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MSU AG Large Animal

Dr. Rebecca Gimenez, an instructor for the Technical Large Animal Emergency Response course at Mississippi State University on March 29, 2014, explains that head protection is essential when people are helping large, distressed animals.

MSU Ag Communications

STARKVILLE, Miss. (Press Release) — Well-intentioned people may do more harm than good when trying to help large animals after disasters, trailer accidents and other catastrophes.

Doug Carter, an agent with the Mississippi State University Extension Service in Rankin County, said even people with large animal experience can make life-threatening mistakes. He was one of the Extension agents who took part in the Technical Large Animal Emergency Response awareness course at the Mississippi State University College of Veterinary Medicine on March 29 and 30.

“We are trying to make sure at least one Extension agent in every county has had this training,” he said. “In many cases, we will be among the first responders if there is an incident involving livestock, whether it is on the highway, at a local farm or at state livestock show.”

Carter, who has been an Extension agent since 1990, is also a volunteer with the Walters Volunteer Fire Department in Rankin County.

“The class taught us about helping trailered animals involved in a highway accident or other problems,” he said. “With Interstate 20 running through Rankin County, we see a lot of trailers on the road, and the potential for accidents is significant.”

Dr. Rebecca Gimenez of Georgia was the primary instructor for the class, which is designed for emergency responders, veterinarians, veterinary technicians, animal handlers, livestock owners, livestock transporters, facility operators and anyone who works with livestock or exotic animals. She emphasized prevention of accidents and safety when responding.

“The biggest obstacles in a large animal rescue are often humans,” Gimenez said. “In most situations, you will have frantic and distressed owners and bystanders. They will often want action fast, without adequate regard for the safety of the animal and responders. Unfortunately, emergency personnel are inexperienced in large animal response. Their actions may be the opposite of what is needed.”

Gimenez travels the country preaching a message of training and safety.

“We teach veterinarians so much in school, but they don’t get enough training on how to stay safe at a rescue site,” she said. “We have to use safety and common sense, which is not really very common. Remember, if a person gets injured, the animal rescue stops.”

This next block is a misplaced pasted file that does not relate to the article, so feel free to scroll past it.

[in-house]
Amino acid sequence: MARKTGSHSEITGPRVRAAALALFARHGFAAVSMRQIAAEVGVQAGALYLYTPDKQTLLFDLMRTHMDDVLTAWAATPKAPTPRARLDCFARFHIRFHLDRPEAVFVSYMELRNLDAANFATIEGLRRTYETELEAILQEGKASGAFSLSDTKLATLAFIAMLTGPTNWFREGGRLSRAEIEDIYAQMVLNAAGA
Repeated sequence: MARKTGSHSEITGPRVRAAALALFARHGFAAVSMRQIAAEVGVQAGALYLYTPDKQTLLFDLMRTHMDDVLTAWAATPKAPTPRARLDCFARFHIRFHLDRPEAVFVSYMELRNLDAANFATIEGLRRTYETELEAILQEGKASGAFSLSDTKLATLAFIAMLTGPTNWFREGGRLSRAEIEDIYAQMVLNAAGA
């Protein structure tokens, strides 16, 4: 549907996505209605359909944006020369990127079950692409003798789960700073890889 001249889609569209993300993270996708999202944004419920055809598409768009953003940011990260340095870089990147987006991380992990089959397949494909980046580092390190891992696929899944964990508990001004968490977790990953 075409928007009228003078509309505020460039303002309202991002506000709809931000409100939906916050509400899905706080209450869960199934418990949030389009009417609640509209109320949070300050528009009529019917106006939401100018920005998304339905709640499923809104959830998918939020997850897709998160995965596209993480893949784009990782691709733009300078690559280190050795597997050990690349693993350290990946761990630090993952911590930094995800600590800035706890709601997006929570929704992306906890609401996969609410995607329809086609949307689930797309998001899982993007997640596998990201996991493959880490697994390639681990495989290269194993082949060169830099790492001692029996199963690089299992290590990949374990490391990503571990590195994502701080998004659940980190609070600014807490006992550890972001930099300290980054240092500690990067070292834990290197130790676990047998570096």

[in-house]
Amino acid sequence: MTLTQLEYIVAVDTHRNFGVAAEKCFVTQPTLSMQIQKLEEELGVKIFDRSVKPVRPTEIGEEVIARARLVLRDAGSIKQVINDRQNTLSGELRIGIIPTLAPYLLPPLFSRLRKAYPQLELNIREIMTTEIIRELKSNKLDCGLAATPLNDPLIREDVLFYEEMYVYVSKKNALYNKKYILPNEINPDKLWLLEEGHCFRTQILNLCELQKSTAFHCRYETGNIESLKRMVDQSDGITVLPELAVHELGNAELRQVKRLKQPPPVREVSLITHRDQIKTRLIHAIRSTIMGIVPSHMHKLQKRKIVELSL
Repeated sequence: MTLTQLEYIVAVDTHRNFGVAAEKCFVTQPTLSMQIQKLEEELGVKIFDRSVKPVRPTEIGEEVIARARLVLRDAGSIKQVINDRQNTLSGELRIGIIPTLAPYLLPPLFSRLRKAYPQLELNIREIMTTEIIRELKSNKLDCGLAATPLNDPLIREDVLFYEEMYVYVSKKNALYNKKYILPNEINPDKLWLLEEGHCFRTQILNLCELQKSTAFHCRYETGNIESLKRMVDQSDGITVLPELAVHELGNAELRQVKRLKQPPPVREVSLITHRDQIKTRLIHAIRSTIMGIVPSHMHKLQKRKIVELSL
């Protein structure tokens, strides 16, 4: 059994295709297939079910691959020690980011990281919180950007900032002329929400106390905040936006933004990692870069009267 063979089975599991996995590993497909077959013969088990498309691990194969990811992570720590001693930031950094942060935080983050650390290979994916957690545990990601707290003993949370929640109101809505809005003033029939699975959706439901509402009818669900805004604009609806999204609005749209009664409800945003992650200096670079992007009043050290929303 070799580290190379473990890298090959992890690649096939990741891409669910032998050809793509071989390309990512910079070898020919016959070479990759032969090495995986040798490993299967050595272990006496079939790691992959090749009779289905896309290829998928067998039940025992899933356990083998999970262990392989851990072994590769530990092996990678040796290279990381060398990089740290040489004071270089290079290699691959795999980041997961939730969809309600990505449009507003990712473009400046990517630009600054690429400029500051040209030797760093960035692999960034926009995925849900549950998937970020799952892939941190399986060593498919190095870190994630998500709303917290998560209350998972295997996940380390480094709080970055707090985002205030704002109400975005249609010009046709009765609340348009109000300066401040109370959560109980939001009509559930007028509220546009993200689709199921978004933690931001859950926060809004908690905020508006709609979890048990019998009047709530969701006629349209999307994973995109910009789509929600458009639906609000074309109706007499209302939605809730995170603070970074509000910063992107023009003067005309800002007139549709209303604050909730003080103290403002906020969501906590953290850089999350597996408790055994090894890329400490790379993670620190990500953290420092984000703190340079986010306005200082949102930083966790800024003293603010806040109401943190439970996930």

Gimenez said too many people believe animals think and respond like humans.

“Most large animals, especially horses and cattle, will not understand that people want to help. As the animals try to recover from a trauma, they may or may not intend to hurt people in the process,” she said. “All people are too small and weak to manhandle a horse. Responders must keep themselves in a safe position, especially away from kicking legs. Helmets on all responders, including veterinarians, are a must.”

A trained horse can usually be led by a rope around its neck during normal circumstances. However, using a rope during a traumatic incident may cause more injuries.

“For the same reasons you would not remove people from a wreck by putting a rope around their necks, ropes should not be used on animals’ necks,” she said. “Find a safer way to assist and contain large animals.”

Gimenez also discouraged rescuers from chasing animals, dragging them without a glide, placing unpadded ropes around legs, or using wenches attached to an animal’s tail or any body part.

Instead, Gimenez told the participants to make their responses simple.

“Cut obstacles out of the way, and let the animal free itself. Build a ramp. Make a path or trail. Use webbing instead of rope. If possible, feed and water the animal to calm it while it waits for help. Bring some sort of barge to help with water rescues. Think in terms of containment, not capture.”

Wilkinson County Extension agent Ann Davis described the training as engaging and useful to all participants, especially the first responders without large animal experience.

“Everyone needs to be reminded to keep safety first. I love animals and have had lots of experience with horses and livestock, but people should not risk their lives by responding too quickly without thinking through the situation,” Davis said. “The instructor provided practical and common sense methods we could use locally in an emergency. We don’t have to have the expensive equipment that might be found in a bigger city.”

Sponsors of the two-day awareness course included the MSU College of Veterinary Medicine, the Mississippi Animal Response Team, the Mississippi Board of Animal Health and Ivy Consulting Group.

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